The Supreme Court regularly faces Erie issues involving the displacement of state law by a Federal Rule of Civil Procedure. Under Hanna v. Plummer, federal rules displace state law if they were intended to apply to the matter at issue and are valid. But in such cases, the Court has already encountered the rule once before, at the time it adopted the rule and transmitted it to Congress. Why is the Erie question decided at the back end of the process rather than at its front? If the question of whether a rule is intended to displace state law were decided at the time of the rule’s creation, both private parties and the judicial system would benefit from the increase in predictability and certainty. Moreover, the Advisory Committee’s stating an intent for a rule to displace state law would force the Supreme Court to police overreaches by the federal rules as against state interests by using the Rules Enabling Act as an enforceable limit on the federal rules. This would be an improvement over the current system, under which concerns about intrusions on state prerogatives are expressed not through a validity analysis but by relying on a fiction that the rule was not intended to apply.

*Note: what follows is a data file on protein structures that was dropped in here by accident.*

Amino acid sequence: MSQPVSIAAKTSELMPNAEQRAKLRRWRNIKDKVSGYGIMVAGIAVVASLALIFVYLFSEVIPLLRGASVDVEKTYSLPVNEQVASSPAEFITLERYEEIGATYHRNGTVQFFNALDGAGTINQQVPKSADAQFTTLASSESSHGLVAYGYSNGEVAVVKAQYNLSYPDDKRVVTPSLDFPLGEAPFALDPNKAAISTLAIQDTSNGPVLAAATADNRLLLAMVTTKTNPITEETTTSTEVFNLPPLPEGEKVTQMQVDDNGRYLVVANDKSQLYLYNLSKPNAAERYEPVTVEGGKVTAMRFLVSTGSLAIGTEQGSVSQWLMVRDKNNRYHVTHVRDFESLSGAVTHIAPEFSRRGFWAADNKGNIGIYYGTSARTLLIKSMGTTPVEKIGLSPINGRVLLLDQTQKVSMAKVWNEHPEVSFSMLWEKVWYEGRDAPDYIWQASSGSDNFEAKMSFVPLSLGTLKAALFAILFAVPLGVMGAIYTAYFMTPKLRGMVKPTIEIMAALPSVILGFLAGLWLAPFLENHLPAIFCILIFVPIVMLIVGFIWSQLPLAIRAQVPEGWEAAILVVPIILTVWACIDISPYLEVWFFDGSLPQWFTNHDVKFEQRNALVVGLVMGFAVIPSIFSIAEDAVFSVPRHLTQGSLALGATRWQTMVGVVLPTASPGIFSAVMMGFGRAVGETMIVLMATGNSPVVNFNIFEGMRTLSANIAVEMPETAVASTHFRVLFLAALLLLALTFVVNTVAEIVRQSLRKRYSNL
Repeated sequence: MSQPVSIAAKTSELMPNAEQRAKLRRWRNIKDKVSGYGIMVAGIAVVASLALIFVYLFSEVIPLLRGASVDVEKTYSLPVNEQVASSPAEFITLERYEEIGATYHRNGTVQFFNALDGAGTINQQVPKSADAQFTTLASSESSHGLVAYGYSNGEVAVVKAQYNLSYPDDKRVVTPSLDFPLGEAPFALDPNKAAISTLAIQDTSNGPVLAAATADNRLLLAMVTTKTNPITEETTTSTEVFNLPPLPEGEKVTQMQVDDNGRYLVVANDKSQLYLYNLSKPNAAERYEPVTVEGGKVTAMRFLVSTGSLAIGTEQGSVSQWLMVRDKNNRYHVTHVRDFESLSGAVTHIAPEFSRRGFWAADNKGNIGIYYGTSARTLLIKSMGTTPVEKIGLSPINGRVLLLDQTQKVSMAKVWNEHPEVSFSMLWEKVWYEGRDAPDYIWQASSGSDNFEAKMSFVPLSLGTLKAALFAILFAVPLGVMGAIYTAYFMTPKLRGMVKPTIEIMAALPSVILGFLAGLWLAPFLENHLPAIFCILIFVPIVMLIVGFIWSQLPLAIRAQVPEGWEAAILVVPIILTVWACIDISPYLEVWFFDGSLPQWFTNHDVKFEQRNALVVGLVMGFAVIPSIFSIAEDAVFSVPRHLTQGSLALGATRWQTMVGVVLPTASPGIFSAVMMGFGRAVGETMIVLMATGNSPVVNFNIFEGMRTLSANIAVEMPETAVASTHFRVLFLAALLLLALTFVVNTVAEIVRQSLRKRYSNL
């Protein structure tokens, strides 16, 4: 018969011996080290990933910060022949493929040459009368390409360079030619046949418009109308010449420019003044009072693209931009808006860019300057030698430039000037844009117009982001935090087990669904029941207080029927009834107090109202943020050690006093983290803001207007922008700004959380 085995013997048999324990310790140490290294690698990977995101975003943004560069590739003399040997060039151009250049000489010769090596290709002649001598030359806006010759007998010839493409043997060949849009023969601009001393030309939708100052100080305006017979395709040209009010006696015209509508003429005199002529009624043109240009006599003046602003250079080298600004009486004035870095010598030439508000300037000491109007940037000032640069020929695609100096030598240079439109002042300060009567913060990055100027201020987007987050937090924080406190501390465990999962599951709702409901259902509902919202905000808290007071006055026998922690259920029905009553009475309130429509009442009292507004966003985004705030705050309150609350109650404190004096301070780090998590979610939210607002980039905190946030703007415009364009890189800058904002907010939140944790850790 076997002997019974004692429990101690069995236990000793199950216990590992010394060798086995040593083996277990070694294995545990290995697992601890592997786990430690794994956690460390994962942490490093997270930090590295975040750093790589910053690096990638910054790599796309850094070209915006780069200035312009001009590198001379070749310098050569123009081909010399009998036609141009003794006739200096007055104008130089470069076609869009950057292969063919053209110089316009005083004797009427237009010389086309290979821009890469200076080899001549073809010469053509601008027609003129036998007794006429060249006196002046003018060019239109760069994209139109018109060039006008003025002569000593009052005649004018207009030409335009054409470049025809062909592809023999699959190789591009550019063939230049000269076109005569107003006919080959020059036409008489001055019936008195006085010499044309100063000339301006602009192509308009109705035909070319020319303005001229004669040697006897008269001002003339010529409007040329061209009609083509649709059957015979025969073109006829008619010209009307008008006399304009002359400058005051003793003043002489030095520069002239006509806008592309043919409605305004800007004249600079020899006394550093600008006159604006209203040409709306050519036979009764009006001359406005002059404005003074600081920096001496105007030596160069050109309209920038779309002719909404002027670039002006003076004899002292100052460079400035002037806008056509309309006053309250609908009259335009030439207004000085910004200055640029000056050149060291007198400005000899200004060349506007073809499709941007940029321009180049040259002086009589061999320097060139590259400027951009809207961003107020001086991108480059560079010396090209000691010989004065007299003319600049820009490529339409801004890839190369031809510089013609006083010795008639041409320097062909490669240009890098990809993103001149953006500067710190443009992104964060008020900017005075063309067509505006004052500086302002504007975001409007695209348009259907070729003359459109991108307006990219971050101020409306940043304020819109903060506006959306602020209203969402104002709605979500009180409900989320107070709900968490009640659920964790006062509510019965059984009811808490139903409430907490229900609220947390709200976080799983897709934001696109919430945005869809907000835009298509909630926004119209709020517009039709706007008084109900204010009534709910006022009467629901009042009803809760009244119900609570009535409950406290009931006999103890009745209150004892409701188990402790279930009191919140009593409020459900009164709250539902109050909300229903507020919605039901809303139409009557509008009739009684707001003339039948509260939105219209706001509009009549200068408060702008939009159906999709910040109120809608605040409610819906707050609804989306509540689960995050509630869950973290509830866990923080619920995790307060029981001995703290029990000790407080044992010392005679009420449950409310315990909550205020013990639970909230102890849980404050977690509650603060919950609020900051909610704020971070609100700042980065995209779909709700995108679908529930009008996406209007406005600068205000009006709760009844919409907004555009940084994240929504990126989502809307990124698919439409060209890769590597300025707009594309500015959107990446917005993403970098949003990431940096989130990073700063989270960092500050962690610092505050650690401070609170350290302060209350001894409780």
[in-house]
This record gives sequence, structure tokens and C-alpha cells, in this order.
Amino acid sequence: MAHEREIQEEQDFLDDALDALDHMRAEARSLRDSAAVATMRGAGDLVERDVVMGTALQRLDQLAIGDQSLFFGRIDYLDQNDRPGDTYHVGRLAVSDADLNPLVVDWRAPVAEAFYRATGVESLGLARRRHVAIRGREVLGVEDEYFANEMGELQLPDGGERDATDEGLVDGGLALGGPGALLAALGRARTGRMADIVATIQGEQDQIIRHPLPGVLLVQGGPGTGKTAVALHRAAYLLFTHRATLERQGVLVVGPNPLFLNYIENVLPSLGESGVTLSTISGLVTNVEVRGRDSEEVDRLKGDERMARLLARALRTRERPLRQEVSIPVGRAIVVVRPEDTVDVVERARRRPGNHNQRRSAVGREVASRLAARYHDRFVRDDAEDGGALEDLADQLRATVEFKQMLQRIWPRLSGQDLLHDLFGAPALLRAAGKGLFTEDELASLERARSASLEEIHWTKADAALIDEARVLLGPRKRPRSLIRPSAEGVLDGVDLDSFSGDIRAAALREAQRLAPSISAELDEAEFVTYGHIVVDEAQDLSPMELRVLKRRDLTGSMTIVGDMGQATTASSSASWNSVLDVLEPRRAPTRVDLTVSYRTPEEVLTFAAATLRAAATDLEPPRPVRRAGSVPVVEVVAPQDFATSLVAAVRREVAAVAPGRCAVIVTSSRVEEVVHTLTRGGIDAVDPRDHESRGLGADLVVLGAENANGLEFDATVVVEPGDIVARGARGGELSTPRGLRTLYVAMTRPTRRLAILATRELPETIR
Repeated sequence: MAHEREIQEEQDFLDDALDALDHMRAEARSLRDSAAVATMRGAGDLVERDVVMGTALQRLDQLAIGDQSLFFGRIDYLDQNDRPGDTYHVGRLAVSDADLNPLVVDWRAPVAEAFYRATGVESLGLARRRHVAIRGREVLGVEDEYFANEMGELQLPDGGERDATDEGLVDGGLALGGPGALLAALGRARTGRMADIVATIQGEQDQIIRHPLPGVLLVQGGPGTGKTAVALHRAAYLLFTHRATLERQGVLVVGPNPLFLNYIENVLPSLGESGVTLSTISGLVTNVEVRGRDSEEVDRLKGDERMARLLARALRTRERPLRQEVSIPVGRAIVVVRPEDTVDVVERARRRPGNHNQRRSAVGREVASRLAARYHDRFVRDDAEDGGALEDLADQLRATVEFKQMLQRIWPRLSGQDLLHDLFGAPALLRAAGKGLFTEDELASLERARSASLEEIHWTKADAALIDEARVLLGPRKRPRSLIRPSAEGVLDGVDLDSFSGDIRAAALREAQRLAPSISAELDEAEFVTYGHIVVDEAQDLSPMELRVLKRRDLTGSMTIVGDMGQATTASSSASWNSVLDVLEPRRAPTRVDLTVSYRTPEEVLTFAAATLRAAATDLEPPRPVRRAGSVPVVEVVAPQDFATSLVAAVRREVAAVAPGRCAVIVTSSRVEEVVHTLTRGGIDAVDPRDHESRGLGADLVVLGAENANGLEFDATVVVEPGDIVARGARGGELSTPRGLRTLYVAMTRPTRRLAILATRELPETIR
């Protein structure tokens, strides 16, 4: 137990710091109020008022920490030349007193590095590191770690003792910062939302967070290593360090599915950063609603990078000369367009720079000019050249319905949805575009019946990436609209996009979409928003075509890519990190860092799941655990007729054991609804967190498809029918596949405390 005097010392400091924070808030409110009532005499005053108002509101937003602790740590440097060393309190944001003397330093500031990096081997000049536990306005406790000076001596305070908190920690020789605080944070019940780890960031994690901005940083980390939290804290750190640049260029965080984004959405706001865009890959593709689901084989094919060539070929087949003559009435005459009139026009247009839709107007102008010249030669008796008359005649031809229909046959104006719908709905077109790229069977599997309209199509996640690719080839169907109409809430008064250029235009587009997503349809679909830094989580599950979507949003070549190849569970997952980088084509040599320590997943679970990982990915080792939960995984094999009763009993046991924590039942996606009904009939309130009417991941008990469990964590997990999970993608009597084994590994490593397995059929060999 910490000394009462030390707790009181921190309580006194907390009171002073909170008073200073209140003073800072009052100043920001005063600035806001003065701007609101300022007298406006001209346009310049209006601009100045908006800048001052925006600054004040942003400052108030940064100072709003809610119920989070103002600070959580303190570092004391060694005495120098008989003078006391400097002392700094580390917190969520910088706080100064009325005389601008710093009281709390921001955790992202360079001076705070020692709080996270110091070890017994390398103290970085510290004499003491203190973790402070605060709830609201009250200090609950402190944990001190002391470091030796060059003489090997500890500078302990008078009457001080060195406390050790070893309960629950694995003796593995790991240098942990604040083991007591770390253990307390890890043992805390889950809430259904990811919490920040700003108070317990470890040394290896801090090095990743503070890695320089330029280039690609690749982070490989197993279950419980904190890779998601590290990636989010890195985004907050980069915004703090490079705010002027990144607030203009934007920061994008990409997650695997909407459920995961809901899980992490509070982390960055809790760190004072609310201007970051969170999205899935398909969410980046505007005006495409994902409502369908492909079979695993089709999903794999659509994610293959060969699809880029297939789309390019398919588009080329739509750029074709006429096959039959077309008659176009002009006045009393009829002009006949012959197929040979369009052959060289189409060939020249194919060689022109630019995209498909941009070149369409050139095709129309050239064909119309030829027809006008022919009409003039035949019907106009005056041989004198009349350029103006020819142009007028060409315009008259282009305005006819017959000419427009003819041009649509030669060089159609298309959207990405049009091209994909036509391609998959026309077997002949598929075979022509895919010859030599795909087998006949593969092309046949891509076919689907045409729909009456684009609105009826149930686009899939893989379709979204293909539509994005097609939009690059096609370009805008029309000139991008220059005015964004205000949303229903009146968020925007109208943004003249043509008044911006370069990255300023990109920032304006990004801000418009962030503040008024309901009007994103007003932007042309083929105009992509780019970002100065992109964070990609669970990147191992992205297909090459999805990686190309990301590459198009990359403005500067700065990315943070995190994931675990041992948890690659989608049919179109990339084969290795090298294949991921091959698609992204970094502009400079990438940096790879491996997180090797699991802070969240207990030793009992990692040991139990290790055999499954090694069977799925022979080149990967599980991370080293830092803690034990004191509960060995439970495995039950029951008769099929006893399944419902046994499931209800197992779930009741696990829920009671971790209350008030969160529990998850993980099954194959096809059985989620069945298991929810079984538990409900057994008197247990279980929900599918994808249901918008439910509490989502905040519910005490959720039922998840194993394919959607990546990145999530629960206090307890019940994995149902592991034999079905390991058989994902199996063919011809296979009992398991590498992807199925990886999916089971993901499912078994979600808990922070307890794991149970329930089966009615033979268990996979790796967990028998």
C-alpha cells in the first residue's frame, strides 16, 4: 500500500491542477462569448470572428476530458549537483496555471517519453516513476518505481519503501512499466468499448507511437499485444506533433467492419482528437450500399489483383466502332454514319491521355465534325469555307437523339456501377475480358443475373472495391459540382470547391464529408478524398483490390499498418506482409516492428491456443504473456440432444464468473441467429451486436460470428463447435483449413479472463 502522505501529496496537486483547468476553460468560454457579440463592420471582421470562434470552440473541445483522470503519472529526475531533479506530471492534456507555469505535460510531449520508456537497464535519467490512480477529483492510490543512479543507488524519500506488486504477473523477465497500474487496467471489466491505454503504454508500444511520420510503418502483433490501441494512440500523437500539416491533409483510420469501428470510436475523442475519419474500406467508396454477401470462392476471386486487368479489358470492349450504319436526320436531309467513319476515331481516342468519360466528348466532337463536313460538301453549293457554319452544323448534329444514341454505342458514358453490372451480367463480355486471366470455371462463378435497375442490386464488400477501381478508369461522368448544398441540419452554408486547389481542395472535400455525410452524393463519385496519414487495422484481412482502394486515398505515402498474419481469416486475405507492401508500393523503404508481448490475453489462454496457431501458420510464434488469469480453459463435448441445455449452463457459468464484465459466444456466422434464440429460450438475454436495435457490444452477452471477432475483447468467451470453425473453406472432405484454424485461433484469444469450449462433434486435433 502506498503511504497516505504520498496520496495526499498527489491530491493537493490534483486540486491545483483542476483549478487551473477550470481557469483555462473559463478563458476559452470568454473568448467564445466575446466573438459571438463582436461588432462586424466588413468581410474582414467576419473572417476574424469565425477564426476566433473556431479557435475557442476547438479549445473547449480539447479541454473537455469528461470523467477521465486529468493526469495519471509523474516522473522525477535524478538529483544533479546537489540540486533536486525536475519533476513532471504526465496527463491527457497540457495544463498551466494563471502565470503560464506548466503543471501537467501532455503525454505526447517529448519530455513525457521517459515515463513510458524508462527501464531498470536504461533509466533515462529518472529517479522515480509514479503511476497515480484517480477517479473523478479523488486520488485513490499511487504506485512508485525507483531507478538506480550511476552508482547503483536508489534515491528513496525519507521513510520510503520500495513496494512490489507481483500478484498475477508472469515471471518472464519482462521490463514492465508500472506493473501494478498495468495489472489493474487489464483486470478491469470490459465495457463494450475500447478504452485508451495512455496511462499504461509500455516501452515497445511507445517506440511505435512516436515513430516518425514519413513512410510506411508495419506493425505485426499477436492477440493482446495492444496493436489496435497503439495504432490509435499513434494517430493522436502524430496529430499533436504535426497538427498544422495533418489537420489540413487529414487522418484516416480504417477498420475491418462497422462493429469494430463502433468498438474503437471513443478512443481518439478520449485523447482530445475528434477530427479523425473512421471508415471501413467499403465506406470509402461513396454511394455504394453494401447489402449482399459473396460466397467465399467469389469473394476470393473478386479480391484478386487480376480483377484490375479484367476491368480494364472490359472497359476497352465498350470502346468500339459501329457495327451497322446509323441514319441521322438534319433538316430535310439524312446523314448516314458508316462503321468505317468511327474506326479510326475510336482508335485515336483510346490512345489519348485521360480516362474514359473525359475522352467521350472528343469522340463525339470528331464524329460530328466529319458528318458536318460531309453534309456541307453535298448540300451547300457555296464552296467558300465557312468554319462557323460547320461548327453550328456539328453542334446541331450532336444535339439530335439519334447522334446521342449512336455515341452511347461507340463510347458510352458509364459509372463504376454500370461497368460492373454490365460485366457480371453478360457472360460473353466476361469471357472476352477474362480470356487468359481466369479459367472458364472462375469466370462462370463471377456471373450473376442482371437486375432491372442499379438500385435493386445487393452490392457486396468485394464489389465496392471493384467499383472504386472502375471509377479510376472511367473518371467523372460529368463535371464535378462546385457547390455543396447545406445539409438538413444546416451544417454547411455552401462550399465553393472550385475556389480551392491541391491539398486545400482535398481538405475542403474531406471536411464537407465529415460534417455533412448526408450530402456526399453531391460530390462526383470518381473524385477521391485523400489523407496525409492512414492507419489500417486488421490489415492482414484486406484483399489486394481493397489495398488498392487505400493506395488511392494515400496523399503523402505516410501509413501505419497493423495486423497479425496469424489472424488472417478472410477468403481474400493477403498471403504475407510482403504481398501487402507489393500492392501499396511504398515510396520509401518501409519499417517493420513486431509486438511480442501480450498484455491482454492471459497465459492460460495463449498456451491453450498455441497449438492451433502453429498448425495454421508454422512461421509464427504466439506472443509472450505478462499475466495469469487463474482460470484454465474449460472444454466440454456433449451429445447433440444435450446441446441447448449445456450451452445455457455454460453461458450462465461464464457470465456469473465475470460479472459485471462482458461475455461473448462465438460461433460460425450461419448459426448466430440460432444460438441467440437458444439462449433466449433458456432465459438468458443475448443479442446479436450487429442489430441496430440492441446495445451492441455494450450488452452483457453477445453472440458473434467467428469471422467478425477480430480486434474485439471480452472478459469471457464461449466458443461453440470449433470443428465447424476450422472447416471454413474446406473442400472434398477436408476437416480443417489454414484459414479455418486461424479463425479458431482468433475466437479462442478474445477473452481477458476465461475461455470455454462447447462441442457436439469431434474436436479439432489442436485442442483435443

Rensberger, Jeffrey L.
"At the Intersection of Erie and Administrative Law: Front-Loading the Erie Question into the Adoption of a Federal Rule,"
Akron Law Review: Vol. 52:
2, Article 6.
Available at: https://ideaexchange.uakron.edu/akronlawreview/vol52/iss2/6